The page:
Sun-safe practices in U.S. youth and their parents

role of caregiver on youth sunscreen use
  • Vilma E Cokkinides
    Address correspondence to: Vilma Cokkinides, MSPH, PhD, Department of Epidemiology and Surveillance Research, American Cancer Society, 1599 Clifton Road, NE, Atlanta GA 30329, USA.
    Department of Epidemiology and Surveillance (Cokkinides, Cardinez), American Cancer Society, Atlanta, Georgia, USA

    Department of Cancer Control (O'Connel), American Cancer Society, Atlanta, Georgia, USA
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  • Martin A Weinstock
    DermatoEpidemiology Unit, Veterans Administration Medical Center (Weinstock), Providence, Rhode Island, USA

    Department of Dermatology, Rhode Island Hospital and Brown University (Weinstock), Providence, Rhode Island, USA
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  • Cheryll J Cardinez
    Department of Epidemiology and Surveillance (Cokkinides, Cardinez), American Cancer Society, Atlanta, Georgia, USA

    Department of Cancer Control (O'Connel), American Cancer Society, Atlanta, Georgia, USA
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  • Mary A O'Connel
    Department of Epidemiology and Surveillance (Cokkinides, Cardinez), American Cancer Society, Atlanta, Georgia, USA

    Department of Cancer Control (O'Connel), American Cancer Society, Atlanta, Georgia, USA
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      There is a limited understanding of the social influences, such as the role of parents on youth sun-safe practices, that may reduce the risk of developing skin cancer later in life.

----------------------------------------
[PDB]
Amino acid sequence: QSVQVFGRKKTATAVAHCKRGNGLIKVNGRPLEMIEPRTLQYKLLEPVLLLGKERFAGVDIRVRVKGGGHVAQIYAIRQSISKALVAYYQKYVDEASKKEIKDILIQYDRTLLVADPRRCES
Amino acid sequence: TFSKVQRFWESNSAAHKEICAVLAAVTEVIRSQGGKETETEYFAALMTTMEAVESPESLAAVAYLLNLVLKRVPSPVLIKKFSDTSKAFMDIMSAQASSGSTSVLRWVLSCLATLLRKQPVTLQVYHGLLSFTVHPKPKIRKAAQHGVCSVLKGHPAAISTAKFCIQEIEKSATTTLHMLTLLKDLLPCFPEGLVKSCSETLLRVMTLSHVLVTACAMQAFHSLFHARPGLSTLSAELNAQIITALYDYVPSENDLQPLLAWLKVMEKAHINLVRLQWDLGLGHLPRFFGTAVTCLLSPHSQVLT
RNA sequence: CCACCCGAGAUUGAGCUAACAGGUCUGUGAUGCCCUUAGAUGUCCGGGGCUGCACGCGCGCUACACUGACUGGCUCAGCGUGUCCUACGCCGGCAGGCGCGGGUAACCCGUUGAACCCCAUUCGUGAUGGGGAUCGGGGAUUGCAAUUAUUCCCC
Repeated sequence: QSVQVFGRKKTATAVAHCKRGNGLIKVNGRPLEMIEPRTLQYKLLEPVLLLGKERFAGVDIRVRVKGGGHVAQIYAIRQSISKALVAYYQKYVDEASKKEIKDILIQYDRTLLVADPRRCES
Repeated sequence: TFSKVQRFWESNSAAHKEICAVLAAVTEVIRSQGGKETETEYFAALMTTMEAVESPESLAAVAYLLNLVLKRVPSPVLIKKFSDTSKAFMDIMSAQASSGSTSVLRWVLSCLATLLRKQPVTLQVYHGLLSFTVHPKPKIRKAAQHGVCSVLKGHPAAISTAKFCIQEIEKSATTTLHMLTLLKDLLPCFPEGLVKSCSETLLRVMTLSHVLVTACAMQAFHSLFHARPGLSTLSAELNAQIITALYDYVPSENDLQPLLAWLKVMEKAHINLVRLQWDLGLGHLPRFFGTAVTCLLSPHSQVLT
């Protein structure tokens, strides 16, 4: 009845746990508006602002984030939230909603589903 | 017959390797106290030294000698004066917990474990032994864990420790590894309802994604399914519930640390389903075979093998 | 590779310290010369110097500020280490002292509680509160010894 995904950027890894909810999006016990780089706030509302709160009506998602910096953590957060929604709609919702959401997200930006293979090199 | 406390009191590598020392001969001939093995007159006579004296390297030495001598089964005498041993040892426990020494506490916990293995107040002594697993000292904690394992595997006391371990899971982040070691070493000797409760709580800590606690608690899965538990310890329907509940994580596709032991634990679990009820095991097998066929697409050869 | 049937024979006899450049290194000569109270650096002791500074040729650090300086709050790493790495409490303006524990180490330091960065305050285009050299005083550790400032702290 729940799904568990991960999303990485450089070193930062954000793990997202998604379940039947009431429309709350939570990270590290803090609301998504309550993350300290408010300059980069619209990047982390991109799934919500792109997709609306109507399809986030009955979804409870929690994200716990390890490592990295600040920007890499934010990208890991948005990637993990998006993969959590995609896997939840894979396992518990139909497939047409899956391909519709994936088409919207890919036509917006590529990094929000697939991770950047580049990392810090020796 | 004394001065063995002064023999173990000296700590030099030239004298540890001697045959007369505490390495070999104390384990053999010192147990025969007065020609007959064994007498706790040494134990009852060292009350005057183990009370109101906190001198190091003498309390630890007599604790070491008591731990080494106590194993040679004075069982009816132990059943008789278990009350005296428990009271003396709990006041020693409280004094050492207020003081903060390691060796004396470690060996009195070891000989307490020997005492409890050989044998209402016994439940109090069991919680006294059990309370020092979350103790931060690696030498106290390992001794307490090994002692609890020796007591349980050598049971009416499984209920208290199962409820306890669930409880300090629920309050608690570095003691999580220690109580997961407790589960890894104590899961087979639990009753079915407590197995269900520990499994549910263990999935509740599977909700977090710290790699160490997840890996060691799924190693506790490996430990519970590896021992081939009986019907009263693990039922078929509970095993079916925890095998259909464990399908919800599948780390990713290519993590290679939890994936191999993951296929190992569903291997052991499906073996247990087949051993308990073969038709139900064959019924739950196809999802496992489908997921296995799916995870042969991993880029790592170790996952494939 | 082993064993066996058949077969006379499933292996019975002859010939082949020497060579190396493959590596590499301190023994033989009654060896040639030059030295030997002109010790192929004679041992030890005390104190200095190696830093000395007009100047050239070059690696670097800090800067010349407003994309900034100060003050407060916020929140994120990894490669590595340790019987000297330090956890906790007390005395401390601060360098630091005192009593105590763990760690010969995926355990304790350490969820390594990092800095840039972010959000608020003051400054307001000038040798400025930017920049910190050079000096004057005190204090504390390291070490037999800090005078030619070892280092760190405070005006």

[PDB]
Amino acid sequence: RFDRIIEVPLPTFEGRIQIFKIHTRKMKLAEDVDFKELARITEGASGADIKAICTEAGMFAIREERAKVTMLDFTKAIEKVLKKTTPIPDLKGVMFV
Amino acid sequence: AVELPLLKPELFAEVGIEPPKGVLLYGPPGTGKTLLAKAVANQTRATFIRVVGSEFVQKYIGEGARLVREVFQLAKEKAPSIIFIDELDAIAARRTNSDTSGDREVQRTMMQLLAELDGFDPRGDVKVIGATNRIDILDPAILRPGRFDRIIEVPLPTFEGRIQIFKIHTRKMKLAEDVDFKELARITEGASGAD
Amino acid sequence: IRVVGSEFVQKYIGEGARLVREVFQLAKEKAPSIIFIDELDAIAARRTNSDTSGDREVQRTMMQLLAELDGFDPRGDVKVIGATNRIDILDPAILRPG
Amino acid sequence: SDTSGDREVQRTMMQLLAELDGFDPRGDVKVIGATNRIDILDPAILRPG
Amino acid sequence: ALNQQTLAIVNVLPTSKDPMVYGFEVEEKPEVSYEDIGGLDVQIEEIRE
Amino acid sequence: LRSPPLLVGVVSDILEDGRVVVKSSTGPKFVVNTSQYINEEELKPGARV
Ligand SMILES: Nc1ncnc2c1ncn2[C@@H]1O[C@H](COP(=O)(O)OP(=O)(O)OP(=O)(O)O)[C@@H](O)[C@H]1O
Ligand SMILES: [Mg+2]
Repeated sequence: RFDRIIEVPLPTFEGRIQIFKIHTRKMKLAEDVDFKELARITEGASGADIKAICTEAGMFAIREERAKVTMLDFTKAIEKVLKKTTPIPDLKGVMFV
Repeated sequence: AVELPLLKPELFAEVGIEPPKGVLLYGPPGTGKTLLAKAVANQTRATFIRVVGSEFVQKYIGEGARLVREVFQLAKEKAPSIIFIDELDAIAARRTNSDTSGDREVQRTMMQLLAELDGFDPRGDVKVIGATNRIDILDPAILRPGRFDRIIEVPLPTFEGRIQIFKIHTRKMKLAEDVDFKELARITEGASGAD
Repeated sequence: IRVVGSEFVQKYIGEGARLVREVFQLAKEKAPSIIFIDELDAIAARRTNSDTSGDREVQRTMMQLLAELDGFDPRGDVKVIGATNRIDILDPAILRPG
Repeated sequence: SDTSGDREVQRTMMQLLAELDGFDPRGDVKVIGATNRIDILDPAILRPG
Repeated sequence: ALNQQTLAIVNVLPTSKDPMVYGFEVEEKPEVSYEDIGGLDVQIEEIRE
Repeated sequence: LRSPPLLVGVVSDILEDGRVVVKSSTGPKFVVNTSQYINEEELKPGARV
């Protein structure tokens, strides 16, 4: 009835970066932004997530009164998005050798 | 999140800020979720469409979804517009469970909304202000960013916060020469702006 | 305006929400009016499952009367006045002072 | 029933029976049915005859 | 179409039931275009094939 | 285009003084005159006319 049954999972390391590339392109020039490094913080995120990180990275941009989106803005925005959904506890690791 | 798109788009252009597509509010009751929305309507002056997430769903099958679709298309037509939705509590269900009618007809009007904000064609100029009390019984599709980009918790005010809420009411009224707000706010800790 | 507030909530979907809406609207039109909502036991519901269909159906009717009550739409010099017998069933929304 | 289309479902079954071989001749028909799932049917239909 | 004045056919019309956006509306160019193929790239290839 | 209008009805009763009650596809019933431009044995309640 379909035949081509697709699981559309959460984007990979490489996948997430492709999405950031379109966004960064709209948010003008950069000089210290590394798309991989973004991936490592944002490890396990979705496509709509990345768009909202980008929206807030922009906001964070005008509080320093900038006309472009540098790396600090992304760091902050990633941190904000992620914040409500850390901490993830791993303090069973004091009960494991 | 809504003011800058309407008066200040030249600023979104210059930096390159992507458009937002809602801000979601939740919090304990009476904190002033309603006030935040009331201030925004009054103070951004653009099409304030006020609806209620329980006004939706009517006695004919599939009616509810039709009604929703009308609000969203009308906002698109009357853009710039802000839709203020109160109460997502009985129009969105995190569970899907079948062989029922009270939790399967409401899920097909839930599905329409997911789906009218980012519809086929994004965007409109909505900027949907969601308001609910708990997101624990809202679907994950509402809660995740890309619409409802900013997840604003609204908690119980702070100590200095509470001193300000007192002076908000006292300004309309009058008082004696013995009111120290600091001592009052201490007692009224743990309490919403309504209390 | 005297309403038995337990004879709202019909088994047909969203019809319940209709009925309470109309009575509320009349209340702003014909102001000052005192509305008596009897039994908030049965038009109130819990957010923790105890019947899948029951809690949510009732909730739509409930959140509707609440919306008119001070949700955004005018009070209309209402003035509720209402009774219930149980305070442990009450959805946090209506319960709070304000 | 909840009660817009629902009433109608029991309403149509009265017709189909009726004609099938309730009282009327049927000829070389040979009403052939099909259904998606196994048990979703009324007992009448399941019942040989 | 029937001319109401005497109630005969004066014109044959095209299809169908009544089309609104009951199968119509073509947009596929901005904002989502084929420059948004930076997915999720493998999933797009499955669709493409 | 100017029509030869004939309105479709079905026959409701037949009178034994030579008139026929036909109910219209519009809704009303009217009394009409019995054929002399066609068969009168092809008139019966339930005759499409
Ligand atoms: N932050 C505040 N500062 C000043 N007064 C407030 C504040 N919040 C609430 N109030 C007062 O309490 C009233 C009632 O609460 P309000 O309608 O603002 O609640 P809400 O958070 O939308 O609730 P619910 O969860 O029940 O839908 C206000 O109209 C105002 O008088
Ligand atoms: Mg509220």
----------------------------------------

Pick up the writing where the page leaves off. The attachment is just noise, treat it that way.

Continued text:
This study examined the degree of correlation in sun-safe practices between youth and their parents and assessed independent parental factors of youth sunscreen use in a 1998 cross-sectional, population-based telephone survey of U.S. youth (11- to 18-year-olds) and their parents/caregivers (N=1192 pairs of youth and parents).


      Sunscreen-use practices between youth and their parents were significantly correlated, albeit small. Youth were significantly more likely to use sunscreen frequently if their parents applied it frequently on themselves. Multivariate analysis revealed three independent parental factors associated with frequent youth sunscreen use: Their parent reported to insist frequently that the child uses sunscreen (adjusted prevalence odds ratio [aPOR]=2.4, 95% confidence interval [CI], 1.6–3.8); parent reported no difficulty with protecting their child from the sun (aPOR=1.4, 95% CI, 1.1–1.9); and parent's own frequency of sunscreen use (aPOR=1.3, 95% CI, 0.9–1.8).


      Sun-safe practices were correlated between parent–child pairs and parental factors exerted a positive role on youth sunscreen-use frequency. These data may guide further sociobehavioral and intervention research for the design of skin cancer prevention programs in schools and communities to improve levels of sun-safe practices.
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